Set in the delightful village of Hutton le Hole, this is one of the best kept secrets in North Yorkshire. The old tractor outside the museum is the main form of advertising.
Buildings from the local area have been saved from demolition and brought here. There is everything from a full-scale replica of an Iron Age round house, Tudor Manor House and a crofters cottage. Throw in shops and workshops along with vehicles and machinery as well as other artefacts, this makes a fascinating visit. It gives you chance to step into life in the past and discover the lives of the ordinary people living in the area.
The museum was very much the brain child of local historian, Wilfried Crossland, who started collecting artefacts from the area and began a small museum in his family home and adjacent barn (now the reception area and shop). He met Bert Frank who was also developing a museum in nearby Lastingham. After Wilfred’s death in 1961, Bert was invited by Wilfred’s sisters and take over responsibility for the “remnants of their brother’s collection”. They promised to leave the building and land to the museum in their wills.
The building opened in three rooms. The vernacular buildings, shops, workshops and contents arrived later and were given to the museum by local families. Volunteers helped dismantle buildings for reassembly on the site.
Donations and collections are still arriving. The Museum is now home to the Harrison Collection, housed in a special exhibition building in a stone barn beyond the school house. Two brothers, Edward and Richard grew up near here and over 60 years amassed a huge collection of antiques and curiosities covering five centuries of British history. Every Christmas, the young brothers were given a box of small items wrapped in tissue paper rather than toys. This kindled their enthusiasm and led to a lifetime of collecting domestic paraphernalia. A special exhibition building holds about half of the objects in the collection.
It is an amazing collection of over 10,000 artefacts of all sizes, shapes and functions, valued at over £1million pounds. It includes everything from medieval implements for brain surgery to kitchen pots and pans as well as toys. There is so much to see, this really deserves a couple of hours.
Don’t miss the model village consisting of over 30 buildings made by local agricultural engineer John Hayton as a garden feature. After his death this was donated to Harlow Carr Gardens before arriving at Ryedale. with its castle, church and windmill, it is a great favourite of the children.
Other artefacts displayed around the site include old place names and traffic signs.There are milk churns, once a common site at road ends, along with old carts left lying neglected in a field. There is even a painted cast iron grave stone.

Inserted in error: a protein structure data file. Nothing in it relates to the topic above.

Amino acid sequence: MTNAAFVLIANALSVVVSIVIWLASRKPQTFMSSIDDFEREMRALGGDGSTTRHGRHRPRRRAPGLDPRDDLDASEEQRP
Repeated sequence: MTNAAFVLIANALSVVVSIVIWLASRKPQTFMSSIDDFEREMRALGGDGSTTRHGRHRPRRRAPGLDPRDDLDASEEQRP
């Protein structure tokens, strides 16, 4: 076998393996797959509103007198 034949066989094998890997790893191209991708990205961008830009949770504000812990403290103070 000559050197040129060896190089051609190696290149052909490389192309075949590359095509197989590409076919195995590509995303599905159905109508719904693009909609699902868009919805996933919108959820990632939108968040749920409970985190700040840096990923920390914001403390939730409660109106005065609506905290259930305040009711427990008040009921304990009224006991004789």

There is part of a reconstructed stone aqueduct that was used to bring water from the hills to the villages. Many of the villages were on limestone and in a dry year, water supplies could run out resulting in cattle dying and poor crops. Water had to be hauled up in barrels.
Joseph Foord’s father was land agent for Duncombe Park In Helmsley in the mid C18th, and Joseph farmed in the area. He realised he could take advantage of the natural slope of the land to bring water from the higher ground along carefully constructed water races. Over twenty years he was responsible for constructing over 70 miles of water races in the ,local area. Many were still in use in the C20th until the arrival of piped water. There remains can still be traced across the landscape.
The museum is also trying to recreate the natural environment of the past too.
Cottagers often grew a few fruit trees. As well as producing fruit for market, apples were also turned into cider. An orchard has been planted near the Manor House, with traditional local varieties of fruit. Many of these are no longer commercially viable. The grass beneath is not mown and is grazed by sheep or pigs. Wild flowers encouraged bees for pollination.
There are also pigs, chickens and sheep around the site.
This is one of the smaller folk museums and that has its advantages as it can easily be done in a day without having to rush. There is plenty of variety and it is a lovely site, surrounded by tall hedges giving it an intimate feel. Buildings are well set out and there is plenty of space to wander along with seats to sit and enjoy the place. Visit on a dry day as it is a large site without any shelter apart from inside the buildings. Allow plenty of time too.
Look after your ticket as it is an annual pass.
“Information about Disabled Access”:https://www.ryedalefolkmuseum.co.uk/access-information/
There are lots more pictures “here.”:https://www.sloweurope.com/community/threads/hutton-le-hole-and-the-ryedale-folk-museum.5978/